Sears Holdings’ announcement late last month that it plans to shutter as many as 120 underperforming stores that operate under both the Sears and Kmart banners marks the beginning of a decisive chapter in the history of what were once two of America’s great retailers.


Jeffrey Woldt, Sears Holdings, Sears, Kmart banners, Edward Lampert, chief executive officer Lou D’Ambrosio


















































































































































































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Inside This Issue - Opinion

Sears Holdings arrives at a critical juncture

January 9th, 2012
by Jeffrey Woldt

Sears Holdings’ announcement late last month that it plans to shutter as many as 120 underperforming stores that operate under both the Sears and Kmart banners marks the beginning of a decisive chapter in the history of what were once two of America’s great retailers.

The retrenchment comes on the heels of a disastrous holiday selling season for the company, one that can be seen as a culmination of the problems that have long plagued it. For the eight weeks ended December 25, same-store sales at Kmart declined 4.4%, while Sears’ performance by that measure in this country was off 6%.

Declining volume is nothing new for Sears Holdings. Since the company was formed by hedge fund manager Edward Lampert in March 2005, sales have fallen from $54.26 billion during the 12 months ended January 1, 2006, to $43.33 billion last fiscal year. Although subject to wide swings, the bottom line has remained in positive territory.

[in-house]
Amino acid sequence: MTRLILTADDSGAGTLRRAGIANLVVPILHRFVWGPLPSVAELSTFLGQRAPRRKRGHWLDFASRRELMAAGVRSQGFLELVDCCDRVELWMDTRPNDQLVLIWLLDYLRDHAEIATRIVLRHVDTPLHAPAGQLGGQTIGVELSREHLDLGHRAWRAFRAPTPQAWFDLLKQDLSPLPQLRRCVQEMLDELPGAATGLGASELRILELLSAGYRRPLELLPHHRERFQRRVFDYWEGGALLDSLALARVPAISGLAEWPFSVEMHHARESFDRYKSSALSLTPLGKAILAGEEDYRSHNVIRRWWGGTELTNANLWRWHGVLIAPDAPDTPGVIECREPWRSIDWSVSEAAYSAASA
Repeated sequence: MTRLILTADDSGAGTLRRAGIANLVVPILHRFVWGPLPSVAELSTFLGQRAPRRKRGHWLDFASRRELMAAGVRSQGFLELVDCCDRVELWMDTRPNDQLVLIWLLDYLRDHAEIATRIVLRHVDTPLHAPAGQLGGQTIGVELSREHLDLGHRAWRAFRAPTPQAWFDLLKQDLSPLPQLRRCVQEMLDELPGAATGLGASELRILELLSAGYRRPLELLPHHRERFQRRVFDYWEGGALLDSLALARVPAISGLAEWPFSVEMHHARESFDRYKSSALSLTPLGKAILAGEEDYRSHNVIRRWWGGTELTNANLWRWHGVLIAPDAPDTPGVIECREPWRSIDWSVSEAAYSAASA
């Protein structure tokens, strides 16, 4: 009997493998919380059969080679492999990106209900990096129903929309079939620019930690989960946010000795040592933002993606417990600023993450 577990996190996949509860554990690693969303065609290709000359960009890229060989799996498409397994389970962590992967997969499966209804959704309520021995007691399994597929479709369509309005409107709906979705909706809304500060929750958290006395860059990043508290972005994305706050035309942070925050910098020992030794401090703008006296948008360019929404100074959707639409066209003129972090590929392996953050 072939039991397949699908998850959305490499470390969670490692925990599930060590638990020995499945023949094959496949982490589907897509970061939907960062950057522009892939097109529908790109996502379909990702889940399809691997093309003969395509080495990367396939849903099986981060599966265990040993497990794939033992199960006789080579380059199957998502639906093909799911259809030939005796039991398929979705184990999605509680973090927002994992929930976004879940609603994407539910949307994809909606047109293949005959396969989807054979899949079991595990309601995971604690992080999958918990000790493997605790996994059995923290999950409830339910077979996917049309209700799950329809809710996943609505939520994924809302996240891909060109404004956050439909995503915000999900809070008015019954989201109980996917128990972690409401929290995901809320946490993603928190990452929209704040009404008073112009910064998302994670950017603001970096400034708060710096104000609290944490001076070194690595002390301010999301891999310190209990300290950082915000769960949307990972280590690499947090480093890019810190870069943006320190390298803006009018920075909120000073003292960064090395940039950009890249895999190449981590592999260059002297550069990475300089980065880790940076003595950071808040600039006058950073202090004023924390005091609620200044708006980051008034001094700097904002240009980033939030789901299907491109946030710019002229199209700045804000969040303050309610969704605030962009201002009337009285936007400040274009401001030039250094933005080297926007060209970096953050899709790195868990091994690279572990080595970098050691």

No major merchant, if it wants to retain that status, can sit back and watch its sales base erode. Consumers, in essence, vote on retailers with their dollars, and during the past several years fewer and fewer of them have responded favorably to what Sears and Kmart have to offer. Chronic underinvestment in improving the shopping experience has clearly caught up with the company.

The decision to close a substantial number of stores, some 5% of the company’s full-line outlets, seems to indicate that Lampert and his management team finally realize that a retail enterprise needs to generate sales gains in order to retain its viability over the long term. Due to Sears’ anemic sales of late and margin pressures, adjusted EBITDA for the fourth quarter will be less than half the $933 million a year ago, according to the company. The poor performance will lead to as much as $2.4 billion in onetime charges during the period.

One hopeful sign is Sears’ stated intention going forward. "These actions will better enable us to focus our investments on serving our customers and members through integrated retail — at the store, online and in the home," chief executive officer Lou D’Ambrosio said about the store closures and related moves.

If the company starts to consistently deliver on that promise, it might yet revive the Sears and Kmart franchises. If it fails to do so, decreasing sales and more store closures are likely.

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